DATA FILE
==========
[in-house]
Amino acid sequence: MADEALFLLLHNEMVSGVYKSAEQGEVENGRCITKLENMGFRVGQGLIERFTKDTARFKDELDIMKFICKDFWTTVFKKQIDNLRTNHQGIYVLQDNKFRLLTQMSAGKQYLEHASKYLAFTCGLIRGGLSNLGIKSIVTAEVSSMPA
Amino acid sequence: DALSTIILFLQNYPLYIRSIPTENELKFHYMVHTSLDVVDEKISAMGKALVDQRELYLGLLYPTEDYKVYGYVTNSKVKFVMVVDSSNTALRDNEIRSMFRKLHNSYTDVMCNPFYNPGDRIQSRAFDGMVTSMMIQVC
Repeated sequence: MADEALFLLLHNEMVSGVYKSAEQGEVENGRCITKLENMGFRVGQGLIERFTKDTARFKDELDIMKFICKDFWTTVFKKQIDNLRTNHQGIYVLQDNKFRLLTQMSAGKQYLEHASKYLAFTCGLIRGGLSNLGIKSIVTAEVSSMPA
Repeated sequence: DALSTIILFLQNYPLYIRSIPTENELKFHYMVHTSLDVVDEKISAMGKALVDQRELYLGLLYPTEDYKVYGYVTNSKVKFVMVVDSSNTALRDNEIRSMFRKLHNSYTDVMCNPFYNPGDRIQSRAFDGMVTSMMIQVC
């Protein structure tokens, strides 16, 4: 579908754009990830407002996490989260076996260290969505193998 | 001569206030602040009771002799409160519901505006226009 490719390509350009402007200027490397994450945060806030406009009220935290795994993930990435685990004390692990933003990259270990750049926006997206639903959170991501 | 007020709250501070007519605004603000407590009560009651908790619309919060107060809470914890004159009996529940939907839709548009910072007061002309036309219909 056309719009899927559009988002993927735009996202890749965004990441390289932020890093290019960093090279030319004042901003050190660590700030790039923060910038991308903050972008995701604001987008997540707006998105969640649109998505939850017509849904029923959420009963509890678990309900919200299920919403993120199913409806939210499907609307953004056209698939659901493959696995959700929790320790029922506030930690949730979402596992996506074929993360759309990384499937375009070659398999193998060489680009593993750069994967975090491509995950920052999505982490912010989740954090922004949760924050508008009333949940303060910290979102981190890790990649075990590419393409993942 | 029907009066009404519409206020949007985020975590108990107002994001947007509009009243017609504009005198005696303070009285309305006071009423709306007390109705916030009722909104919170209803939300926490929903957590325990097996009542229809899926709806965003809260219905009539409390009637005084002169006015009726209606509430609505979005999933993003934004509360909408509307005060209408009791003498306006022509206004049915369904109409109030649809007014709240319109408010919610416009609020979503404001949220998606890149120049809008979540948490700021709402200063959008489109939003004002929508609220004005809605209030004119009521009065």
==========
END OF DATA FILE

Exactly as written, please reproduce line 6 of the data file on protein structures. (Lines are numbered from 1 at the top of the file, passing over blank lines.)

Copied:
């Protein structure tokens, strides 16, 4: 579908754009990830407002996490989260076996260290969505193998 | 001569206030602040009771002799409160519901505006226009 490719390509350009402007200027490397994450945060806030406009009220935290795994993930990435685990004390692990933003990259270990750049926006997206639903959170991501 | 007020709250501070007519605004603000407590009560009651908790619309919060107060809470914890004159009996529940939907839709548009910072007061002309036309219909 056309719009899927559009988002993927735009996202890749965004990441390289932020890093290019960093090279030319004042901003050190660590700030790039923060910038991308903050972008995701604001987008997540707006998105969640649109998505939850017509849904029923959420009963509890678990309900919200299920919403993120199913409806939210499907609307953004056209698939659901493959696995959700929790320790029922506030930690949730979402596992996506074929993360759309990384499937375009070659398999193998060489680009593993750069994967975090491509995950920052999505982490912010989740954090922004949760924050508008009333949940303060910290979102981190890790990649075990590419393409993942 | 029907009066009404519409206020949007985020975590108990107002994001947007509009009243017609504009005198005696303070009285309305006071009423709306007390109705916030009722909104919170209803939300926490929903957590325990097996009542229809899926709806965003809260219905009539409390009637005084002169006015009726209606509430609505979005999933993003934004509360909408509307005060209408009791003498306006022509206004049915369904109409109030649809007014709240319109408010919610416009609020979503404001949220998606890149120049809008979540948490700021709402200063959008489109939003004002929508609220004005809605209030004119009521009065």